Monday, July 10, 2006

The Herb Garden

If you've ever grown mint, you know that it is prolific and can take over a garden bed. That's why herbalists recommend that mint be planted in pots where they will be contained. I learned this lesson the hard way and discovered that mint can overtake anything else in a garden bed! These days, I plant all my mint in pots. It's worked so well, that I've converted to planting all my herbs in pots as well. Basils, balms, dill, parsley, thyme, rosemary, lemon verbena, lemon grass and more fill pots in my herb garden this summer. It's not fancy, nor necessarily beautiful, but it's so convenient. Black, landscape fabric lines the bed so that I don't have to worry about weeds. The planters are placed in rows so I can move through them freely, trimming and gleaning as I need a specific herb, and an automatic watering system keeps them hydrated each day. They grow well in the sunny spot they've been set on and their fragrance is wonderful!

Cooking with fresh herbs is interesting and fun. Garden tomatoes with olive oil, chopped sweet onion, salt, and some fresh basil is a delight! Or boiled potatoes served with some fresh, chopped dill weed simply awakens the palette! Fresh mint tisane made from chocolate mint, pineapple mint, and peppermint. . .and a few leaves of the sweet herb stevia is refreshing! But, the herb garden is much more prolific than our family can ingest during the summer months. An herb- filled dehydrator or a tray of herbs set in the sunshine quickly dry herbs for later use. Once completely dried, they can be crumbled or whizzed in a Cuisinart and packaged in zip-lock baggies for winter use. If you prefer the flavor of fresh, briefly whiz the fresh herbs in a food processor (do not make mush) and then quickly transfer them to a small, airtight containter, making sure they are lightly packed. The herbs should not wet before processing. Freeze immediately. Then, when you are cooking and need that herb, remove from freezer, spoon out the amount of fresh herb you need, and place the container back in the freezer before it thaws out. You'll have fresh herbs all winter long. This method works especially well with lemon grass and basil.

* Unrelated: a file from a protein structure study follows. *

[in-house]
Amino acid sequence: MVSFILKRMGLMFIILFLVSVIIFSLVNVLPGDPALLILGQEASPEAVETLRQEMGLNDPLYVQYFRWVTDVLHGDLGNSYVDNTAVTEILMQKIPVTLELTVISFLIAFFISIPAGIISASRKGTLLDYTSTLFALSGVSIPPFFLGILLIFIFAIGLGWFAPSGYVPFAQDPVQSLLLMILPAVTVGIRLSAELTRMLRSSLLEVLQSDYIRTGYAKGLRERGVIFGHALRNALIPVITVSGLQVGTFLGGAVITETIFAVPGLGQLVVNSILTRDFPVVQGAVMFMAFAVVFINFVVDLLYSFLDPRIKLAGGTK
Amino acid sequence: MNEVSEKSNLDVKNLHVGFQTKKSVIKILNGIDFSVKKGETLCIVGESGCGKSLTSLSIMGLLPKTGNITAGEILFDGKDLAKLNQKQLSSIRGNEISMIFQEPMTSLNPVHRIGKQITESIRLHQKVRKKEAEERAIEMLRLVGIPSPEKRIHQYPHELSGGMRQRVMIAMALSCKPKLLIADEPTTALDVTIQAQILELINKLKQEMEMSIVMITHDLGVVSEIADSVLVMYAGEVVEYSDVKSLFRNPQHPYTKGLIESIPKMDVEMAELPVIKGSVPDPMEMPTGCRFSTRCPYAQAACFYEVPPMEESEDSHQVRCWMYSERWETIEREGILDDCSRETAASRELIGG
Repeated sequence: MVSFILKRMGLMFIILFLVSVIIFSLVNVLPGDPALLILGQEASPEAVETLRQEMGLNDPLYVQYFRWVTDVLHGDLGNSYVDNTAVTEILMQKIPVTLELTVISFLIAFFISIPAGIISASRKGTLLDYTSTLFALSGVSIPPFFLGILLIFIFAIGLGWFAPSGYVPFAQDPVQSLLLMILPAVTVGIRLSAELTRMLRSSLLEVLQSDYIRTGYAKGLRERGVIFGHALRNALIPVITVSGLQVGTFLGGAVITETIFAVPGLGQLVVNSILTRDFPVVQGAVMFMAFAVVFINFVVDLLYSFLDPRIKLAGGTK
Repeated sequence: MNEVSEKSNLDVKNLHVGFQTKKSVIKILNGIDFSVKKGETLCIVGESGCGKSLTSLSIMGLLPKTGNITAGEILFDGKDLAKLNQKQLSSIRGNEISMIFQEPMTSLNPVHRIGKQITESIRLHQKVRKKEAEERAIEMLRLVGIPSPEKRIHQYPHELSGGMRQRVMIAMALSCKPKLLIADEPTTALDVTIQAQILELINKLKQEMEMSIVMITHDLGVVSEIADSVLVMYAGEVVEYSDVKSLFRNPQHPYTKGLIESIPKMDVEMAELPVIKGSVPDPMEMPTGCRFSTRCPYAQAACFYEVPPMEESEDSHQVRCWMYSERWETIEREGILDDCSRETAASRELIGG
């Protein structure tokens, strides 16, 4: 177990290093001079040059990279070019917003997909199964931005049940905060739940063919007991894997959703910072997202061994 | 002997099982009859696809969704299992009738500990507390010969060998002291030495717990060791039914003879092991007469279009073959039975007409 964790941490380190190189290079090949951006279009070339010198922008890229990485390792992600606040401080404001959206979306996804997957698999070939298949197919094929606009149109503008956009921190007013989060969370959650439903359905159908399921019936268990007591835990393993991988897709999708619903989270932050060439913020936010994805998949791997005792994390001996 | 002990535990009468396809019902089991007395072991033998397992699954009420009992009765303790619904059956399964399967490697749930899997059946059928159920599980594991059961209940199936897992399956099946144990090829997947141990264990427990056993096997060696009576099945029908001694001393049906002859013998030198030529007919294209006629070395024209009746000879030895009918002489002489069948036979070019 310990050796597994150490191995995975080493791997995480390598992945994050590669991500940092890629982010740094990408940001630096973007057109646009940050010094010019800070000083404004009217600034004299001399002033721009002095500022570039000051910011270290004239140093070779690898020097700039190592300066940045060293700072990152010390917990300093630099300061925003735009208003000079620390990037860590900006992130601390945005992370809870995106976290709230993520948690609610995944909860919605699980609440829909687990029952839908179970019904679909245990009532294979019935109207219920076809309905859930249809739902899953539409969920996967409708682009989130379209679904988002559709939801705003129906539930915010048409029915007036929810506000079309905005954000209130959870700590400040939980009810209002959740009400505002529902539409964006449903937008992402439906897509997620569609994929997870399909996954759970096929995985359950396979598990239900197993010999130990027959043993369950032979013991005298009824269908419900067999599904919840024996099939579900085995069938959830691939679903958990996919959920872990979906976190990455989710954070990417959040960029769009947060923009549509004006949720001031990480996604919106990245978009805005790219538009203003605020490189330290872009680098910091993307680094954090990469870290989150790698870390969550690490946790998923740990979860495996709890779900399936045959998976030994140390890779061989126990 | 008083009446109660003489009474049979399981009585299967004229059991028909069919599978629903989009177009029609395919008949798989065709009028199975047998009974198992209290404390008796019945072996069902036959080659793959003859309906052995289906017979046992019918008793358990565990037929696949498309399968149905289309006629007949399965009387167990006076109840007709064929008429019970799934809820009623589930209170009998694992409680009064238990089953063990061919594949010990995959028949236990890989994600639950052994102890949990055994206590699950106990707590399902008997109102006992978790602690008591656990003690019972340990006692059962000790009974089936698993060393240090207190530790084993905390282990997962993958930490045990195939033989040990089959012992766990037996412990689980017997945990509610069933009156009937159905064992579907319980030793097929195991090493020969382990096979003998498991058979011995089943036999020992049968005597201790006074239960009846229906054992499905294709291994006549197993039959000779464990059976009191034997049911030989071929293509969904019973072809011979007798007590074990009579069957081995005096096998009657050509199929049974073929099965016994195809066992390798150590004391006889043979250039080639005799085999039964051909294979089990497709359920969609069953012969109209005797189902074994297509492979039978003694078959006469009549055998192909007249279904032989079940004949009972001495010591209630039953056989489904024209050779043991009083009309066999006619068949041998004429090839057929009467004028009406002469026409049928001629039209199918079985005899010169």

Although an herb garden may not last year around in your climate (nor in mine), the benefits of these delicious plants can be ours each day of the year. If it's too late in the season to try a container herb garden, why not plant a kitchen, window-sill garden and see what you can do. Yummy! Fragrant! Fun! Enjoy!

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